Featured image of post Jiggling Cursors

Jiggling Cursors

Replicating something rare on my Linux machines - a thing I like about macOS

Jiggling cursors

I have to use macOS at work, whereas I prefer using Linux systems at home.

There are not many things I fancy about macOS, but one such thing is a feature that I have found to be very helpful at times. When you violently shake your cursor, or in other words, jiggle it, it grows in size, thereby making it a lot easier to locate.

This is documented in Apple’s official documentation.

Making a case for its usefulness

It would surprise me if you had never come into a situation, where you didn’t know upon first glance where the cursor was on your screen. Even more so with displays getting bigger and screen resolutions getting higher.

I for one have lost my cursor on my ultrawide display plenty of times and even though I mainly navigate my operating system using the keyboard, I have not yet taken the plunge and switched to a web browser like qutebrowser, which you can truly fully navigate using a keyboard.

I’ve tried the browser extension Surfingkeys on Firefox before, but couldn’t really get the hang of it. Perhaps it is something you would like to try?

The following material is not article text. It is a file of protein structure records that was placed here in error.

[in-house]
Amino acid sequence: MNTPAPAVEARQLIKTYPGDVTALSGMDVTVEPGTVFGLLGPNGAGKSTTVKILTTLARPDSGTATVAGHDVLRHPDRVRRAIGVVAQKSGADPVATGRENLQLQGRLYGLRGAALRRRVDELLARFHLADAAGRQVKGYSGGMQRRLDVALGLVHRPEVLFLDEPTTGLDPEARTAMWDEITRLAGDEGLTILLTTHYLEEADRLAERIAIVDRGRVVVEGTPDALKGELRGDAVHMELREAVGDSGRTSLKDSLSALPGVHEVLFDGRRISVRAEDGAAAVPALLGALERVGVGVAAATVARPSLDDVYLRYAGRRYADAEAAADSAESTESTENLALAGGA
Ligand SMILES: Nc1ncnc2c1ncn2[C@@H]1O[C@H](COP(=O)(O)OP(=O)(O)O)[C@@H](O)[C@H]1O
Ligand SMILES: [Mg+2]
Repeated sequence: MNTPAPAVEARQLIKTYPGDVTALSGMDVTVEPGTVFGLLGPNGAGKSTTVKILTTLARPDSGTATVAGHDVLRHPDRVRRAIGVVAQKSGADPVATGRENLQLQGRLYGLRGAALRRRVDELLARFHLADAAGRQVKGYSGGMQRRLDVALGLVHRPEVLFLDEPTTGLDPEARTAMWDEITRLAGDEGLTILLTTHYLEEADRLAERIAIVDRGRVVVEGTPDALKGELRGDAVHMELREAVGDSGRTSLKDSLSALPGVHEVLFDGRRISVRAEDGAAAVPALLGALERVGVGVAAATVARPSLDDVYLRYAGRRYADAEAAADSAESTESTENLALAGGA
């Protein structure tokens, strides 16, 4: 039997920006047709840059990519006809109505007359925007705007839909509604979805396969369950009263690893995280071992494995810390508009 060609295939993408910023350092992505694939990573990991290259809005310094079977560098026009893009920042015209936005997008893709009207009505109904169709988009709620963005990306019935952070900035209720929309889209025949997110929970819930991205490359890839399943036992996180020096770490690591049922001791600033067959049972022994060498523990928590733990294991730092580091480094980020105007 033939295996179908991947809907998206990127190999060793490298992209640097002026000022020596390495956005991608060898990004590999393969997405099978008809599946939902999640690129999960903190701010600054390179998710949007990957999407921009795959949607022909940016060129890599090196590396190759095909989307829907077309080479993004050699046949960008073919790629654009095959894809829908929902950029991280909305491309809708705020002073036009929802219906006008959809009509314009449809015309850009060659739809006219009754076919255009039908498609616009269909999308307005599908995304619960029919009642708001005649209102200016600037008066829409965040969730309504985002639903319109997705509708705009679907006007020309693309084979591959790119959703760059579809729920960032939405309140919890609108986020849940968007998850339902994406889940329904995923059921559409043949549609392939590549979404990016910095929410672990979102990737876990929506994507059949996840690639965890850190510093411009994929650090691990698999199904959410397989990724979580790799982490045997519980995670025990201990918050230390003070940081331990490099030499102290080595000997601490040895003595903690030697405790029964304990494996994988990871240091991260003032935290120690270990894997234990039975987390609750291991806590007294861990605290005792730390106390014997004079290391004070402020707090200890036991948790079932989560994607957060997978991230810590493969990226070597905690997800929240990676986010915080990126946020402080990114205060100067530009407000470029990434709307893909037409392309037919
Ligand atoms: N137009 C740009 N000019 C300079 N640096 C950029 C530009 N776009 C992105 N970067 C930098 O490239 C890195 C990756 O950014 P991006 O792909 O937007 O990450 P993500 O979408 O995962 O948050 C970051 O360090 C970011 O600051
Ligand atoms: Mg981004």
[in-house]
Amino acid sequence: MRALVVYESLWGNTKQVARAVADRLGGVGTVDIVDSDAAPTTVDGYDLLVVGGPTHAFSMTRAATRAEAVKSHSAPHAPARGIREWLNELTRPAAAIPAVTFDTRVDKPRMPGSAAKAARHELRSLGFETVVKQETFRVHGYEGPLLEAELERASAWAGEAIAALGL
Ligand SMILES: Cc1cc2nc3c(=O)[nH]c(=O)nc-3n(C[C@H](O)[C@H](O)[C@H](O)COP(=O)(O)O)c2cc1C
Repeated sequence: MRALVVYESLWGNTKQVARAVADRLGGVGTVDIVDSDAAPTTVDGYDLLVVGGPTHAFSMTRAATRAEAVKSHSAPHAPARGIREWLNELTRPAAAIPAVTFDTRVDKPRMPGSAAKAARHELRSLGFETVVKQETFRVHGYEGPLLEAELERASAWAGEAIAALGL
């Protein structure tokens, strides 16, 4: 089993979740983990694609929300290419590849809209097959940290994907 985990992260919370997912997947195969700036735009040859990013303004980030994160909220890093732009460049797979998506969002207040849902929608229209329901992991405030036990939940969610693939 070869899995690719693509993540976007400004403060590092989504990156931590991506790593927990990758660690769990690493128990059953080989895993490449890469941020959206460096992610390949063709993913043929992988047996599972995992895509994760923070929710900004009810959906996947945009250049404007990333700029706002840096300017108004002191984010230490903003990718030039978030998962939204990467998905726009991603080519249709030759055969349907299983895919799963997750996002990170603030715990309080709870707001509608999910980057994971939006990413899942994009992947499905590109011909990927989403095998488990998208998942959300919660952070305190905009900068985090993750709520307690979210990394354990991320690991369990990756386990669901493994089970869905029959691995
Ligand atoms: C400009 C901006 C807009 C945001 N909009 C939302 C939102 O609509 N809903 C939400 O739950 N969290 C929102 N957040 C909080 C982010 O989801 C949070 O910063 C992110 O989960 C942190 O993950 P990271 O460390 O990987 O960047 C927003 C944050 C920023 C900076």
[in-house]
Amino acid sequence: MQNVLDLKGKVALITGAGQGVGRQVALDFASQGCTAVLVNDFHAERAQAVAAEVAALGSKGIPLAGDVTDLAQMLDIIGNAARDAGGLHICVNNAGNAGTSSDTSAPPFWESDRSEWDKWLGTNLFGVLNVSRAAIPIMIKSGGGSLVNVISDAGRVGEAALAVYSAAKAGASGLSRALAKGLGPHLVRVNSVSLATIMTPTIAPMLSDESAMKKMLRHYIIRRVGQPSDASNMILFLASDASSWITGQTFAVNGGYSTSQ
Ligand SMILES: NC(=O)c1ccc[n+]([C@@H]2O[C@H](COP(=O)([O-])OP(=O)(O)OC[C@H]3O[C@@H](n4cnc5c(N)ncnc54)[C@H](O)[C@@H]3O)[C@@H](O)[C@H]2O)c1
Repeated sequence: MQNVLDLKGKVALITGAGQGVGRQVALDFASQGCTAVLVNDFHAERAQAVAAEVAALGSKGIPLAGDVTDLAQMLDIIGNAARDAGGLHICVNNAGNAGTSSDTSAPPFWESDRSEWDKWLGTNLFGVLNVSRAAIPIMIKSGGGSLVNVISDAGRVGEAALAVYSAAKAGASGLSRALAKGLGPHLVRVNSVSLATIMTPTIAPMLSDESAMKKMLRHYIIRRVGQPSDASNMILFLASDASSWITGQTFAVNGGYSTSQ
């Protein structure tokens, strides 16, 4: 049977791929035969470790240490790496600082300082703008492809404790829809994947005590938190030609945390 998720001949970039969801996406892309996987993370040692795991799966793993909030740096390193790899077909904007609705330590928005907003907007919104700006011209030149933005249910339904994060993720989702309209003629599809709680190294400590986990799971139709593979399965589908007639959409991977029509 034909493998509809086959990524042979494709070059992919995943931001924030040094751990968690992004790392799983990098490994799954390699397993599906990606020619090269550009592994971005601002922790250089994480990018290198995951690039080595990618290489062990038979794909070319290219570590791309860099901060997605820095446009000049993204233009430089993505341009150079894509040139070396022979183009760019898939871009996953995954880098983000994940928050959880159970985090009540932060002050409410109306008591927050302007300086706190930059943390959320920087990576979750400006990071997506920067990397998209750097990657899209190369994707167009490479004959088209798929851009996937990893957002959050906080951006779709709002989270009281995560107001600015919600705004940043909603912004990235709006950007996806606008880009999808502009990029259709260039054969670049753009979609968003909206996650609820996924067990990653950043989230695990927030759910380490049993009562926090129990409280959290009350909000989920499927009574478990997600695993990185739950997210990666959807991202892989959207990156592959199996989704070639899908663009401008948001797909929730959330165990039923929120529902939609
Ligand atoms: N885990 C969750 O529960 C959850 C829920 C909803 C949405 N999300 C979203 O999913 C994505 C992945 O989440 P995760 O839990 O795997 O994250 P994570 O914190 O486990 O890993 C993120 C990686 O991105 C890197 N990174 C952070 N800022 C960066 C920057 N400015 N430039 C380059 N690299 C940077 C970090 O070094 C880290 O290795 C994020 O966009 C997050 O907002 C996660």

Options on Linux

At the time of writing this, I’m mostly using KDE Plasma as a desktop environment on my Linux machines. On my main desktop computer, I’ve been using Hyprland since switching to Wayland, but am still considering trying out Sway or River at one point.

For that reason I would like to find a solution that works for window managers as well, but as of now, these are the options I’ve found:

  • For KDE Plasma, KWin already comes with functionality to highlight the cursor. I’ve found this answer on StackExchange to be a good explanation with helpful screenshots. Default configuration for activating the functionality seems to be pressing <Ctrl>+<Meta> and moving the mouse.

I’m aware that this is not exactly the same as the feature on macOS, but it is similarly helpful. In this thread on Reddit someone else was interested in replicating the macOS feature on KDE and another user suggested forking KWin and adding an alternative effect (e.g. growing cursor) to the existing cursor effect. Maybe you would be interested in contributing exactly that?

  • If you’re running GNOME, you might want to give this extension a try.

I’ll try and update this as soon as I find a solution for other desktop environments and window managers as well.


Title image by Caspar Camille Rubin on Unsplash

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